Liss and Ana Talk About Elementary

image of Jonny Lee Miller and Lucy Liu standing and chatting while Miller holds out a piece of paper for her observation in an episode of Elementary

[Content Note: Fat bias; sexual violence. Show spoilers are also lurking herein.]

Ana: So, okay, can we first talk about Dead Man's Switch [the episode two Thursdays ago]? I didn't really like it. Which was a frustrating and conflicting place to be in, because I liked the core story well enough (blackmailer, race against time, etc.) and I liked the character story well enough (anniversary, sobriety chip, etc.) and I liked the feminist details well enough (the dehumanizing and removal of agency involved in rape can happen afterwards too, as seen with the rape tapes being potentially released online). But there were a lot of Fail details that really bothered me.

Liss: Yes. There was a lot of promise in this episode, but I had issues with its execution.

Ana: For one, we have to talk about "Henry 8". If the first thing you think of when you think of "Henry the Eighth" is deathfatz (like Sherlock claims) then jeebus jones, you maybe want to rethink that because (a) fat phobia, and (b) the six wives thing is way more interesting, imho. But I digress. My bigger issue was with the show presenting fat lawsuits as nothing more than get-rich-quick nuisance suits. Whether or not that has ever happened once, it's NOT a common thing and ALSO I think it's grimly ironic that the "payoffs" being sent to Henry 8 just further entrench fat marginalization. In order for his whole scheme to work, he has to live in a world that would RATHER pay off a few vocal critics than make changes to accommodate people. NO acknowledgement was made of that, and in a show that delights in having Sherlock point out social injustice with extreme irony, that was a glaring omission.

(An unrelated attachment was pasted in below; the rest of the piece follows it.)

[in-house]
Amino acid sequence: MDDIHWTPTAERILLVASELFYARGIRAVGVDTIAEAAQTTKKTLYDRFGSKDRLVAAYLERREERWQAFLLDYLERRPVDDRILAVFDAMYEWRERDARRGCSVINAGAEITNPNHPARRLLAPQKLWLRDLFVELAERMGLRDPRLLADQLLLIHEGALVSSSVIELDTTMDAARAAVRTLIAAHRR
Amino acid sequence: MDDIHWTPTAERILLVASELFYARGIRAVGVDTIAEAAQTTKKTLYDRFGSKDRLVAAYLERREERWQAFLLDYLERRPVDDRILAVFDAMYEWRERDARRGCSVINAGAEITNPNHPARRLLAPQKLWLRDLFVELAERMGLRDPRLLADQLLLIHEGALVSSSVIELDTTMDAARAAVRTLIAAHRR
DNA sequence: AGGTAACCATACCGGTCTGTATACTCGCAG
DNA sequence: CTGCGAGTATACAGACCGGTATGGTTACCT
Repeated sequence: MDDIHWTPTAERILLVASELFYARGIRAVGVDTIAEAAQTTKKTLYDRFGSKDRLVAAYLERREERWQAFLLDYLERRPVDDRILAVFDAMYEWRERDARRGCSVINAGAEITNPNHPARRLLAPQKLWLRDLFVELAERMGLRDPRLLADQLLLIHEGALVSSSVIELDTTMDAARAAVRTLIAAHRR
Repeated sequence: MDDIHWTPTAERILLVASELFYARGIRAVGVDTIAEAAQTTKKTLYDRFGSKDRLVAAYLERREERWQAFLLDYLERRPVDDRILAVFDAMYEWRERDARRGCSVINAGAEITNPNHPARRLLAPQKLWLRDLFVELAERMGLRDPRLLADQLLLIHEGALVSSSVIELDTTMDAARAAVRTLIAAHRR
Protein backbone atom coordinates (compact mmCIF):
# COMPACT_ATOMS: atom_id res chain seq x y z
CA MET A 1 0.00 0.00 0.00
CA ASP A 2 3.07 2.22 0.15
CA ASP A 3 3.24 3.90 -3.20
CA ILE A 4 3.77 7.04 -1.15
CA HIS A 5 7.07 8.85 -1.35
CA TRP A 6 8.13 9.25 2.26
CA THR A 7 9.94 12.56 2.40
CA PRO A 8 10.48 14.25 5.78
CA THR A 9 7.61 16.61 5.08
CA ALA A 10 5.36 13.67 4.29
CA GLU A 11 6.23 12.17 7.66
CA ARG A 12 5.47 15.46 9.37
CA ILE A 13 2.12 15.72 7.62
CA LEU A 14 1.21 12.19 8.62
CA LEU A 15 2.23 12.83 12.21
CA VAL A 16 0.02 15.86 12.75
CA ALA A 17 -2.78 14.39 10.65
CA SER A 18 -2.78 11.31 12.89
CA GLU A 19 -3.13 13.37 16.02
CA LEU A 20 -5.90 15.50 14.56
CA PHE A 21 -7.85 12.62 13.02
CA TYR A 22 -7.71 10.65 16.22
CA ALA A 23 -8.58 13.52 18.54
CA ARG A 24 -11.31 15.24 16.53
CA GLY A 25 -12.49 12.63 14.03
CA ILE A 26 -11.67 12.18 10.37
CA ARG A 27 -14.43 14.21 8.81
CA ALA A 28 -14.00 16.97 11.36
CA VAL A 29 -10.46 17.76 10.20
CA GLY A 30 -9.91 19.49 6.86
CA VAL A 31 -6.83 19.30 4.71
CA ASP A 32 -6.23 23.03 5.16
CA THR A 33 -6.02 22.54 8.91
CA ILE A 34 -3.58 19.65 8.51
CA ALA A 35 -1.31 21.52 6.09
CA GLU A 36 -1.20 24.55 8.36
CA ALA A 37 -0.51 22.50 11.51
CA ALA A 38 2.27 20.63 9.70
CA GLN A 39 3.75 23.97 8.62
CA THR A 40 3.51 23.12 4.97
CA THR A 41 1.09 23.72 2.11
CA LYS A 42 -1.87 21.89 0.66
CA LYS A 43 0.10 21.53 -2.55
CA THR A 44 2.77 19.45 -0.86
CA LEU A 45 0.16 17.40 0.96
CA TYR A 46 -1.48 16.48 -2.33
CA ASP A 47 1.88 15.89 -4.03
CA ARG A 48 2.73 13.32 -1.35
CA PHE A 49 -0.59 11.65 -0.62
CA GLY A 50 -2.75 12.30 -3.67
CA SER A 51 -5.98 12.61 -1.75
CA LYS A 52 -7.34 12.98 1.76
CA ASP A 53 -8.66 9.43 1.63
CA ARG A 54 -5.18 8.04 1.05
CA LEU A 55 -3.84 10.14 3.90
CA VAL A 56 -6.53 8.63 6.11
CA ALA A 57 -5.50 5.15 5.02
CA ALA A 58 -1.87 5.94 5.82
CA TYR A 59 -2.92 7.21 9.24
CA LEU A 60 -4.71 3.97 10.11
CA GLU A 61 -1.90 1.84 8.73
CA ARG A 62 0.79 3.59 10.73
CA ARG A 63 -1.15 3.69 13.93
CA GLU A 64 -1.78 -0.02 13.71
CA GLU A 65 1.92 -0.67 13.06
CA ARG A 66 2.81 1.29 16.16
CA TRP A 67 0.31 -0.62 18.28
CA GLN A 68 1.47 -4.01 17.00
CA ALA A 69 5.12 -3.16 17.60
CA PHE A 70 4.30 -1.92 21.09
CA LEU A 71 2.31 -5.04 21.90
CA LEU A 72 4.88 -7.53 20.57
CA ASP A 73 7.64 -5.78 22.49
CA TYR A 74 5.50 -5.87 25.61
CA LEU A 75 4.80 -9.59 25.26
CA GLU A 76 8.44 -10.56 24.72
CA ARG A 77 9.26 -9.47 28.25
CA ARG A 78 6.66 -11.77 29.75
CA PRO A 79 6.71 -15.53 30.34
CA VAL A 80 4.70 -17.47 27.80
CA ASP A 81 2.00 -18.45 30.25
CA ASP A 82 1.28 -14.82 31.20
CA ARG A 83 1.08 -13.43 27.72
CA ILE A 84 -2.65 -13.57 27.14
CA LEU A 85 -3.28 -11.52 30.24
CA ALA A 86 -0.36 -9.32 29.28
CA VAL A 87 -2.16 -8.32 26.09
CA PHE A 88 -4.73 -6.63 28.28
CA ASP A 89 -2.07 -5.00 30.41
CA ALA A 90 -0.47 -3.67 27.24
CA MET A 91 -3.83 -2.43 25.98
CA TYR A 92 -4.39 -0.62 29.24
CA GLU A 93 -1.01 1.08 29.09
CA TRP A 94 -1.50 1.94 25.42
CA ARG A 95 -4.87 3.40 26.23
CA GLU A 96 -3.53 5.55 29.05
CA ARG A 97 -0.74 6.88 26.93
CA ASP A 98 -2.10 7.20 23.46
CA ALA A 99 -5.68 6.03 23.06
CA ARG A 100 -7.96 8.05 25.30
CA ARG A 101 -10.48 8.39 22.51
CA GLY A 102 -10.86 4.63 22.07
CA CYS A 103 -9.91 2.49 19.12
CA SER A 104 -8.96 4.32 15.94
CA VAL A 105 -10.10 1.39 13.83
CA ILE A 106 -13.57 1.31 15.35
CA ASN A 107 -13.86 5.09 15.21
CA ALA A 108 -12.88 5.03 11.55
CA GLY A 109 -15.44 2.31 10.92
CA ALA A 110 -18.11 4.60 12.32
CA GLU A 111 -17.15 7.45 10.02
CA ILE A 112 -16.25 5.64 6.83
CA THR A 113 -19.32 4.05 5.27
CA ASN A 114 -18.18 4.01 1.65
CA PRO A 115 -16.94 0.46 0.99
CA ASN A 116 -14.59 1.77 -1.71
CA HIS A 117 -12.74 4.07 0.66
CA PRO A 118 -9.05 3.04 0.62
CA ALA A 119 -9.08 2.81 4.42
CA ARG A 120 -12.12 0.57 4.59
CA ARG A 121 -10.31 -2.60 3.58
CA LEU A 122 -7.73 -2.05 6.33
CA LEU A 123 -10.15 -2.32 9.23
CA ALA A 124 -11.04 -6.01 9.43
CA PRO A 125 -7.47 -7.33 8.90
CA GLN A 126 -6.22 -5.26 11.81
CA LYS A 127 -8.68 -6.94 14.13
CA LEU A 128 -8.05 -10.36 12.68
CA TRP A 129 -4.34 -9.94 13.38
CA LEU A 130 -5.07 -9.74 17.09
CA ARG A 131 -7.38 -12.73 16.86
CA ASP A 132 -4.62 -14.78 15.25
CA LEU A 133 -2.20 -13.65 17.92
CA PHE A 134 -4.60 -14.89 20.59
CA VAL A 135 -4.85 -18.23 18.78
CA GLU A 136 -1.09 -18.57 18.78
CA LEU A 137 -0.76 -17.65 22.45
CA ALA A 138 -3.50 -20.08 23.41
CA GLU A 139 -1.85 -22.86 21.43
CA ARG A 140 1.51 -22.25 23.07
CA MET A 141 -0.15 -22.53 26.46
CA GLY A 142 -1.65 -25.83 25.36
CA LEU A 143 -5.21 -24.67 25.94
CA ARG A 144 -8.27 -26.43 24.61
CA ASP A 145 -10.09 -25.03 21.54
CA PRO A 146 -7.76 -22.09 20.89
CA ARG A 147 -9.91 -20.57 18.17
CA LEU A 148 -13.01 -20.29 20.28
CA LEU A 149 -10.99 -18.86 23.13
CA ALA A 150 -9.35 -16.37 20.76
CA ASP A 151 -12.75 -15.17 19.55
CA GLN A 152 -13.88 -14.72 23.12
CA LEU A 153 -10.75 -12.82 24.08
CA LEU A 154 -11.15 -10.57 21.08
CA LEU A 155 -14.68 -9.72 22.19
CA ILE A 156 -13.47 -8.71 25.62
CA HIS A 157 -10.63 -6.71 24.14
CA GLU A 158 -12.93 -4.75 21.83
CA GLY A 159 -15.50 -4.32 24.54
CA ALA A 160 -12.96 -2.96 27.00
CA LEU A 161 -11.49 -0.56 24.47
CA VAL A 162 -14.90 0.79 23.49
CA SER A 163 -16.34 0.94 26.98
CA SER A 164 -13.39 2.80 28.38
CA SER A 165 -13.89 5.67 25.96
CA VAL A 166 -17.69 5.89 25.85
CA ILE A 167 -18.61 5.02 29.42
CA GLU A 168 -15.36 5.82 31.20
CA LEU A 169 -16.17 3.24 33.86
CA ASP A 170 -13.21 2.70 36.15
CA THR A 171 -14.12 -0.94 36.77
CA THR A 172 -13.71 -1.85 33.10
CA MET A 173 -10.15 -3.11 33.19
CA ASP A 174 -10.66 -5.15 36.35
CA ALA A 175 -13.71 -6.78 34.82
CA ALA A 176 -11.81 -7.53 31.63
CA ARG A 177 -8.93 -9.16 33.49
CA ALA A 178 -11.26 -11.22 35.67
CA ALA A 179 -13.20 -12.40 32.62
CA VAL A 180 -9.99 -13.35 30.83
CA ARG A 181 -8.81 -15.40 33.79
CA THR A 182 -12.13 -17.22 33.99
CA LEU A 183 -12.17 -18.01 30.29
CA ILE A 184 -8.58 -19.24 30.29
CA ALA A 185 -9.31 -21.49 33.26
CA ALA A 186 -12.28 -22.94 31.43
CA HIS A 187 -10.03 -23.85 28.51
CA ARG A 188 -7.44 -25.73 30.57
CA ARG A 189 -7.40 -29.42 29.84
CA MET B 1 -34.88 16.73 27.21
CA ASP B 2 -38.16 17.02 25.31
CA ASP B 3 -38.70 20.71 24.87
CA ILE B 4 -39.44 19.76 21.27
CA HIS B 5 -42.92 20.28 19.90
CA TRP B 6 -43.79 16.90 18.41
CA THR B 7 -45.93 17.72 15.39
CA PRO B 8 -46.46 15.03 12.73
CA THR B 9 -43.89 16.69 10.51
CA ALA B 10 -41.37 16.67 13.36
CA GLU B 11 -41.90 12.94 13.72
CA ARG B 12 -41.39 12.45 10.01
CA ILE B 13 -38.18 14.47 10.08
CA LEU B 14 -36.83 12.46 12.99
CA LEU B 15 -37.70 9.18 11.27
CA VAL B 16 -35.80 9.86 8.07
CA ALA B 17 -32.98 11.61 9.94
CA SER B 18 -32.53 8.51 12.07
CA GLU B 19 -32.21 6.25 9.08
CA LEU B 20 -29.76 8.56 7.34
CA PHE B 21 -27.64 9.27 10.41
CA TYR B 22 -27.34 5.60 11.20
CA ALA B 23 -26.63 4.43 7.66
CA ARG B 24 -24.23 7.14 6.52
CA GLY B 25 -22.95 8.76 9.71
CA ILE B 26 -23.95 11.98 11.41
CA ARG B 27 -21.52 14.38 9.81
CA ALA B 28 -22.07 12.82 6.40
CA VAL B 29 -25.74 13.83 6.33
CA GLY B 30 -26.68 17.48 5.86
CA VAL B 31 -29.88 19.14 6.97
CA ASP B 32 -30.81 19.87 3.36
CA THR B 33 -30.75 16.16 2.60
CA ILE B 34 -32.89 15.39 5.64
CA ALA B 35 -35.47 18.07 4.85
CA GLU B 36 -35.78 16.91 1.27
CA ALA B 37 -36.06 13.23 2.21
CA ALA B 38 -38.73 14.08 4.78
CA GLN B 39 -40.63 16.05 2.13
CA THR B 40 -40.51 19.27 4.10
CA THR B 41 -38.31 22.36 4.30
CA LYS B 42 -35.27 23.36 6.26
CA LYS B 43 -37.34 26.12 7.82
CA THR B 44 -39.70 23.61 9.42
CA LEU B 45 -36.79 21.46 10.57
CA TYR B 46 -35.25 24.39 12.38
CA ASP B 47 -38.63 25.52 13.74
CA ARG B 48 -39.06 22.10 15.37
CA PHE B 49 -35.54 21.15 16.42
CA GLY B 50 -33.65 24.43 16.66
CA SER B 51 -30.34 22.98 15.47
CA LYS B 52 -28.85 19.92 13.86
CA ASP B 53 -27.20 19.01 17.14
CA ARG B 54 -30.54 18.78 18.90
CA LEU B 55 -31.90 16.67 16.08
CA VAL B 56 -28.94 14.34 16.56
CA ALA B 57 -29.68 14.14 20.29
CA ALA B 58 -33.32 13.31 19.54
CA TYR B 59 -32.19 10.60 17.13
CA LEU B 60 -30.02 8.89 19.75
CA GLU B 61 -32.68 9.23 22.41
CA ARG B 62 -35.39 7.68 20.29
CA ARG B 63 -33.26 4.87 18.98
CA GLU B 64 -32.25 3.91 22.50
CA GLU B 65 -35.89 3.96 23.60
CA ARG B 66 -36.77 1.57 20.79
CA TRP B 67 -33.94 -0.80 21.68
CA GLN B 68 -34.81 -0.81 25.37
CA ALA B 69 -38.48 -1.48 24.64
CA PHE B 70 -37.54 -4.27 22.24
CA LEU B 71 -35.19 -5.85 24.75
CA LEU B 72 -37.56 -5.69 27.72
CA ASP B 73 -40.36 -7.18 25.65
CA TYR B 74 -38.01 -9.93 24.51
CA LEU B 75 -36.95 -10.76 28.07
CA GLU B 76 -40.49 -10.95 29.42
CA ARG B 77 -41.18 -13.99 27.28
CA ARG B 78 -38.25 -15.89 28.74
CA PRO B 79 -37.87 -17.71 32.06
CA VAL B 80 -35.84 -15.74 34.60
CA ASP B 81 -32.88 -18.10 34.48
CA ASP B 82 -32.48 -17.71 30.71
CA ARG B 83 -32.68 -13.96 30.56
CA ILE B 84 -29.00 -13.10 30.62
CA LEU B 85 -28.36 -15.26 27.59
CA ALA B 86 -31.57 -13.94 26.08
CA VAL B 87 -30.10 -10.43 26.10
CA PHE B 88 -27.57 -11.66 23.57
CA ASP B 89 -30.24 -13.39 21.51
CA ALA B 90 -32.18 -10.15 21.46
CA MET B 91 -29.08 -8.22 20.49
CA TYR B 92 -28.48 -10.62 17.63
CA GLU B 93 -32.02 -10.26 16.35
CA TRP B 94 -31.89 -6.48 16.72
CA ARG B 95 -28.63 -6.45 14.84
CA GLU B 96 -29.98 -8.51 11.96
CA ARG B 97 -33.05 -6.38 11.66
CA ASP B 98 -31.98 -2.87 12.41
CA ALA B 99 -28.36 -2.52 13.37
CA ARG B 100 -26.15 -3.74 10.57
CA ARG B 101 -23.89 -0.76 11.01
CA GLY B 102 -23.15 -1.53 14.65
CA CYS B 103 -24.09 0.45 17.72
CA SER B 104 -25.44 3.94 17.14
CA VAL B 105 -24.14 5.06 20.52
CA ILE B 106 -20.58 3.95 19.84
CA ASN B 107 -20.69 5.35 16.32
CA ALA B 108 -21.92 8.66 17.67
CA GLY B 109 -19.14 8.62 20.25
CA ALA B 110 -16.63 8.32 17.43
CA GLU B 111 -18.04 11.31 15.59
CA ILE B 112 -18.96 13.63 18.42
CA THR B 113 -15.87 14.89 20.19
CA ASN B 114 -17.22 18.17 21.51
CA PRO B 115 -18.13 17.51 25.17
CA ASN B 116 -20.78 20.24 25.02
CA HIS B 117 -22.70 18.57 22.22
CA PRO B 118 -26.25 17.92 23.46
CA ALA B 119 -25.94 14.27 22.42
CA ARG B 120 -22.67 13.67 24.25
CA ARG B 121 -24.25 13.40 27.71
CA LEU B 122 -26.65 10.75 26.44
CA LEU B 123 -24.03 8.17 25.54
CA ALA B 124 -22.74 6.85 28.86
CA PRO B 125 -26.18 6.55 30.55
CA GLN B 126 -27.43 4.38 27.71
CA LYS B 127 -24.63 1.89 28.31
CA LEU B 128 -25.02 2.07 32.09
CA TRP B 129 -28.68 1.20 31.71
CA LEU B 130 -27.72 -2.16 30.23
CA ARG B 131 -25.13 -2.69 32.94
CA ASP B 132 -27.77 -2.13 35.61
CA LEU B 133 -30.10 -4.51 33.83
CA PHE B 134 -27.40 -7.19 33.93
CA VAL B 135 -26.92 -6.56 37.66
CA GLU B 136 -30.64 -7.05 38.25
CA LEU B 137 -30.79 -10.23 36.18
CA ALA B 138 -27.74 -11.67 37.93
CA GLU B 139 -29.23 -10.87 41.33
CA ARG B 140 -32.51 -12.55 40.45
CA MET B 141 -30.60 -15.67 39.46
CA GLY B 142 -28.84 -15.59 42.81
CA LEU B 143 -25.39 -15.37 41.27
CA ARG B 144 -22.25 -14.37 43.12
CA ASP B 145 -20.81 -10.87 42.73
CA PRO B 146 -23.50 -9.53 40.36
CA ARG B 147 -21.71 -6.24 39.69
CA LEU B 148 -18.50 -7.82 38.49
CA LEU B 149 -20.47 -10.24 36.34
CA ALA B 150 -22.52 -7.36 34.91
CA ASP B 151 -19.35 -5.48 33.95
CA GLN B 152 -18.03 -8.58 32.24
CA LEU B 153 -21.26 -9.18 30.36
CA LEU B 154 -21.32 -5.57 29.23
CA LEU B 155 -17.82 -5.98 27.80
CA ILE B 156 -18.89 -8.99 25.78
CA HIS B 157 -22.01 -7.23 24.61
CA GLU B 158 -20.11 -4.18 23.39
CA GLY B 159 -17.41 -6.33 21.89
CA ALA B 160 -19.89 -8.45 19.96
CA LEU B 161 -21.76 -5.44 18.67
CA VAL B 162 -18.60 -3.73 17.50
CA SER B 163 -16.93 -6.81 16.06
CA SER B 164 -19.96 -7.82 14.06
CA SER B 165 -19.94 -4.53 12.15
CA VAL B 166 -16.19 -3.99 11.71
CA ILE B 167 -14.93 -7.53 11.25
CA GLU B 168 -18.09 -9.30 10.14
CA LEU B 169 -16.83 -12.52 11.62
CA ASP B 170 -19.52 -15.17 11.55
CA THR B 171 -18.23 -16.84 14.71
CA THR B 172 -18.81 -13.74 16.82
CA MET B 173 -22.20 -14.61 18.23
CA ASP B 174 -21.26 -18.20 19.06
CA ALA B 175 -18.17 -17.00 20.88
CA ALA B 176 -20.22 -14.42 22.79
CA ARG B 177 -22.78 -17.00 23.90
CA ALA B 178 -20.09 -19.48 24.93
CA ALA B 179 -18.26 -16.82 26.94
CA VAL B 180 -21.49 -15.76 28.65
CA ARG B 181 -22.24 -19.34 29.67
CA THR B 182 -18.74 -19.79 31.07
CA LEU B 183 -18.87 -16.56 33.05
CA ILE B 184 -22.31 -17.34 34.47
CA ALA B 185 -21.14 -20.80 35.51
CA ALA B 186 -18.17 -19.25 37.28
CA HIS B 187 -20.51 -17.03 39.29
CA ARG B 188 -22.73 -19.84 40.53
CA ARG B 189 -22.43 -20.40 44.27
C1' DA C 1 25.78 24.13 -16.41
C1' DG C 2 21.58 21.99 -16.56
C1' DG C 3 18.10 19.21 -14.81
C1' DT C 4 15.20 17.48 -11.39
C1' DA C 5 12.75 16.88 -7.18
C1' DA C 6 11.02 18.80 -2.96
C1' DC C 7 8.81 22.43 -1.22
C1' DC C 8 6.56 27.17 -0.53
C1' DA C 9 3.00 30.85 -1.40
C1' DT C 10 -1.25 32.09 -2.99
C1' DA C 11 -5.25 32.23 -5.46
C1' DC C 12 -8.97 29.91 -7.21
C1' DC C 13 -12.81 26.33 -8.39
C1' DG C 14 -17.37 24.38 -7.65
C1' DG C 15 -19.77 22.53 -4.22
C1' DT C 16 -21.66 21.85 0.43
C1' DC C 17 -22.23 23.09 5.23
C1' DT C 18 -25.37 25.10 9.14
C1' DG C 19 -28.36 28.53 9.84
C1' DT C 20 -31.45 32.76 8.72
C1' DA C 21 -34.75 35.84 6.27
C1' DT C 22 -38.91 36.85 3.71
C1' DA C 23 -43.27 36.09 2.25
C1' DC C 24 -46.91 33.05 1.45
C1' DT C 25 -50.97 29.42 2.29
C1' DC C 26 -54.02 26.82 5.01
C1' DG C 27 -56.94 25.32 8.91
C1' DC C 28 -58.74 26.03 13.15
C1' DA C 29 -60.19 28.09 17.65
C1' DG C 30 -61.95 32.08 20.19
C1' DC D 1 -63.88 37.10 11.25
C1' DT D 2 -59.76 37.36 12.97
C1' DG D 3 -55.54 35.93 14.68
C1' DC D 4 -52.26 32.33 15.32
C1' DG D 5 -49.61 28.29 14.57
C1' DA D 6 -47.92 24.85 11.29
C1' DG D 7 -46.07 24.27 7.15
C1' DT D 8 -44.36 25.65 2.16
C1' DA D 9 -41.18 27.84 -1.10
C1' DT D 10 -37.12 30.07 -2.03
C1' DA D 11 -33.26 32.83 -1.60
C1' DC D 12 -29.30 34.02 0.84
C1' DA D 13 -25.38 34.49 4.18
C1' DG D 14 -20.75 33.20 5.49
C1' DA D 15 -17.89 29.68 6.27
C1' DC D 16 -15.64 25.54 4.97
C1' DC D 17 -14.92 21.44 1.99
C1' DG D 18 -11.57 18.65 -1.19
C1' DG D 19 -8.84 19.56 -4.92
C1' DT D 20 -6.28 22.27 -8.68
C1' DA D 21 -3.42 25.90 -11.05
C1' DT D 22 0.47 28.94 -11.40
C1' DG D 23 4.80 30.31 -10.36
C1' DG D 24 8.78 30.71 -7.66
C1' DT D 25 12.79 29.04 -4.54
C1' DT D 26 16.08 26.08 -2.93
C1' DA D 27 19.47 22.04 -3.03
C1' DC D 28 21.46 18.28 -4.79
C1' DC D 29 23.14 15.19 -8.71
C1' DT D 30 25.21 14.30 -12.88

Liss: Absolutely. And the entire lawsuit premise was reliant on the conceit that it's absurd for fat people to want sufficient accommodations for their bodies, which itself is predicated on the belief that all fat people could be not-fat if only we tried harder. Particularly given the sensitivity with which the show addresses drug addiction, it was jarringly discordant to see such insensitivity toward fat people, among who are people with disordered eating.

Ana: For two, I was really uncomfortable with the implied storyline that a WHOLE BUNCH of rape victims' families were being successfully blackmailed. I was okay when it was just this one Really Nice Dad (who is also friends with Alfredo, so he must be okay in my book!) but then the plot expanded and there were ALL these videos and, by implication, all these Dads being blackmailed and NOT ONE OF THEM cared so "little" about his daughter's rape to refuse to pay and/or call the police? And I put "little" in scare quotes because there are a lot of legitimate reasons to refuse to pay or be unable to pay blackmailers and/or call the police on them, BUT it is also true that we live in a rape culture where I can guarantee that at least one Dad in that group genuinely wouldn't care because victim-blaming.

Liss: Right. And all fathers; no mothers. Because fathers are tasked with protecting and defending their daughter's sexuality. IIRC, at least one of the dads said he didn't even tell his daughter about the payments, because he didn't want to worry her, which is not compassion but instead denying her agency over how to proceed regarding her own potential exploitation. I feel like we were meant to view that as a supportive gesture, but it felt more like a further victimization to me. Which I acknowledge is a realistic portrayal—there's a lot of secondary trauma that happens in families under the guise of "trying to help"—but the commentary, about how decision-making for victimized daughters without their consent is shitty, wasn't there.